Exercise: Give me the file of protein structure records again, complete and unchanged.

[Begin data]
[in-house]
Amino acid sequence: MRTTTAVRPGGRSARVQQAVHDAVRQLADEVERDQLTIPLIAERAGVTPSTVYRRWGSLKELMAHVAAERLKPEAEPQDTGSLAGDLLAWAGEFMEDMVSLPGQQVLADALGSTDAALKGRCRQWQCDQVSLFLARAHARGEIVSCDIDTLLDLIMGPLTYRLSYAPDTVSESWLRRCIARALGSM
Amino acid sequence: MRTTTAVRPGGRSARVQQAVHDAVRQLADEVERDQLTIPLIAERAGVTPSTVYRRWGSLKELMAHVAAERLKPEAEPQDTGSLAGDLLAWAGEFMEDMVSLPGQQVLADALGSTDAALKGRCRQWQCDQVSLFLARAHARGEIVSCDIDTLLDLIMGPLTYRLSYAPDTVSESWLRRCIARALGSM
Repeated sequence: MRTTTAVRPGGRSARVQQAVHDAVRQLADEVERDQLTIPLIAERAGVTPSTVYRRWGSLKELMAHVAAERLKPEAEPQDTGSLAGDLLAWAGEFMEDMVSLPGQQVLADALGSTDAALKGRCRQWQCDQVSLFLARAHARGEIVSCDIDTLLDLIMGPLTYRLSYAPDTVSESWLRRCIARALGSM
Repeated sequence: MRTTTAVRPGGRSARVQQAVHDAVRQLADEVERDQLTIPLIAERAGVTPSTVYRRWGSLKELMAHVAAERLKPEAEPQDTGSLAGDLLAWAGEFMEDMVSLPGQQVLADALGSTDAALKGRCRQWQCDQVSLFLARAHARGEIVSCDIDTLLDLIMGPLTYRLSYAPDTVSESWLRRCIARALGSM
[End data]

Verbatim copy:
[in-house]
Amino acid sequence: MRTTTAVRPGGRSARVQQAVHDAVRQLADEVERDQLTIPLIAERAGVTPSTVYRRWGSLKELMAHVAAERLKPEAEPQDTGSLAGDLLAWAGEFMEDMVSLPGQQVLADALGSTDAALKGRCRQWQCDQVSLFLARAHARGEIVSCDIDTLLDLIMGPLTYRLSYAPDTVSESWLRRCIARALGSM
Amino acid sequence: MRTTTAVRPGGRSARVQQAVHDAVRQLADEVERDQLTIPLIAERAGVTPSTVYRRWGSLKELMAHVAAERLKPEAEPQDTGSLAGDLLAWAGEFMEDMVSLPGQQVLADALGSTDAALKGRCRQWQCDQVSLFLARAHARGEIVSCDIDTLLDLIMGPLTYRLSYAPDTVSESWLRRCIARALGSM
Repeated sequence: MRTTTAVRPGGRSARVQQAVHDAVRQLADEVERDQLTIPLIAERAGVTPSTVYRRWGSLKELMAHVAAERLKPEAEPQDTGSLAGDLLAWAGEFMEDMVSLPGQQVLADALGSTDAALKGRCRQWQCDQVSLFLARAHARGEIVSCDIDTLLDLIMGPLTYRLSYAPDTVSESWLRRCIARALGSM
Repeated sequence: MRTTTAVRPGGRSARVQQAVHDAVRQLADEVERDQLTIPLIAERAGVTPSTVYRRWGSLKELMAHVAAERLKPEAEPQDTGSLAGDLLAWAGEFMEDMVSLPGQQVLADALGSTDAALKGRCRQWQCDQVSLFLARAHARGEIVSCDIDTLLDLIMGPLTYRLSYAPDTVSESWLRRCIARALGSM